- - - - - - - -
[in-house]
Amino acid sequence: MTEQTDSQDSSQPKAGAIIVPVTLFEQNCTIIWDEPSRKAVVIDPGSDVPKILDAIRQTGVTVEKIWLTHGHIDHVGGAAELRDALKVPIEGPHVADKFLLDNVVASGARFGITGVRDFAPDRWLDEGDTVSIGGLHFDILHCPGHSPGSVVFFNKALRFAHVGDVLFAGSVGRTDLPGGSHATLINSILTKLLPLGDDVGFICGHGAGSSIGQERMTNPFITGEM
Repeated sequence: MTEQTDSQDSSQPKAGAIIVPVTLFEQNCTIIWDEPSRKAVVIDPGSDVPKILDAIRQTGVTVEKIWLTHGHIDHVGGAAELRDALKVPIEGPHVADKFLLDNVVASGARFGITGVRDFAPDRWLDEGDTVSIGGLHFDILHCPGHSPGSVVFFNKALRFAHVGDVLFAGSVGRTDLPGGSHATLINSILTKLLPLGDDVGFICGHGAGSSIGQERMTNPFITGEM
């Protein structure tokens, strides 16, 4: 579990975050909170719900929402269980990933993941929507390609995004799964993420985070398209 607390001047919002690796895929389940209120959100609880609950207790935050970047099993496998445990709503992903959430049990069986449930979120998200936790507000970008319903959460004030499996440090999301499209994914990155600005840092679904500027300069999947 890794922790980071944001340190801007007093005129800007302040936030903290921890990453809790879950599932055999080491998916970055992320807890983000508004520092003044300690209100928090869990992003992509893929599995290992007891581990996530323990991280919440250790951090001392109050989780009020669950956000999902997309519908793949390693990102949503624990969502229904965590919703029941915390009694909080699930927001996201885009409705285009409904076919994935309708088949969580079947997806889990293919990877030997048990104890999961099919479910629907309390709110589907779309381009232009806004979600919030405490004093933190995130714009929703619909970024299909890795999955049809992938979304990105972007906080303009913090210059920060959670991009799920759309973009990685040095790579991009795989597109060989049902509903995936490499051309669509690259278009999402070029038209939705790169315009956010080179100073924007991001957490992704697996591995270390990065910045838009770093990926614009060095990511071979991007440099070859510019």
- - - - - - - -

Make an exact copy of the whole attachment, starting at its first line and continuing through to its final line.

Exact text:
[in-house]
Amino acid sequence: MTEQTDSQDSSQPKAGAIIVPVTLFEQNCTIIWDEPSRKAVVIDPGSDVPKILDAIRQTGVTVEKIWLTHGHIDHVGGAAELRDALKVPIEGPHVADKFLLDNVVASGARFGITGVRDFAPDRWLDEGDTVSIGGLHFDILHCPGHSPGSVVFFNKALRFAHVGDVLFAGSVGRTDLPGGSHATLINSILTKLLPLGDDVGFICGHGAGSSIGQERMTNPFITGEM
Repeated sequence: MTEQTDSQDSSQPKAGAIIVPVTLFEQNCTIIWDEPSRKAVVIDPGSDVPKILDAIRQTGVTVEKIWLTHGHIDHVGGAAELRDALKVPIEGPHVADKFLLDNVVASGARFGITGVRDFAPDRWLDEGDTVSIGGLHFDILHCPGHSPGSVVFFNKALRFAHVGDVLFAGSVGRTDLPGGSHATLINSILTKLLPLGDDVGFICGHGAGSSIGQERMTNPFITGEM
């Protein structure tokens, strides 16, 4: 579990975050909170719900929402269980990933993941929507390609995004799964993420985070398209 607390001047919002690796895929389940209120959100609880609950207790935050970047099993496998445990709503992903959430049990069986449930979120998200936790507000970008319903959460004030499996440090999301499209994914990155600005840092679904500027300069999947 890794922790980071944001340190801007007093005129800007302040936030903290921890990453809790879950599932055999080491998916970055992320807890983000508004520092003044300690209100928090869990992003992509893929599995290992007891581990996530323990991280919440250790951090001392109050989780009020669950956000999902997309519908793949390693990102949503624990969502229904965590919703029941915390009694909080699930927001996201885009409705285009409904076919994935309708088949969580079947997806889990293919990877030997048990104890999961099919479910629907309390709110589907779309381009232009806004979600919030405490004093933190995130714009929703619909970024299909890795999955049809992938979304990105972007906080303009913090210059920060959670991009799920759309973009990685040095790579991009795989597109060989049902509903995936490499051309669509690259278009999402070029038209939705790169315009956010080179100073924007991001957490992704697996591995270390990065910045838009770093990926614009060095990511071979991007440099070859510019």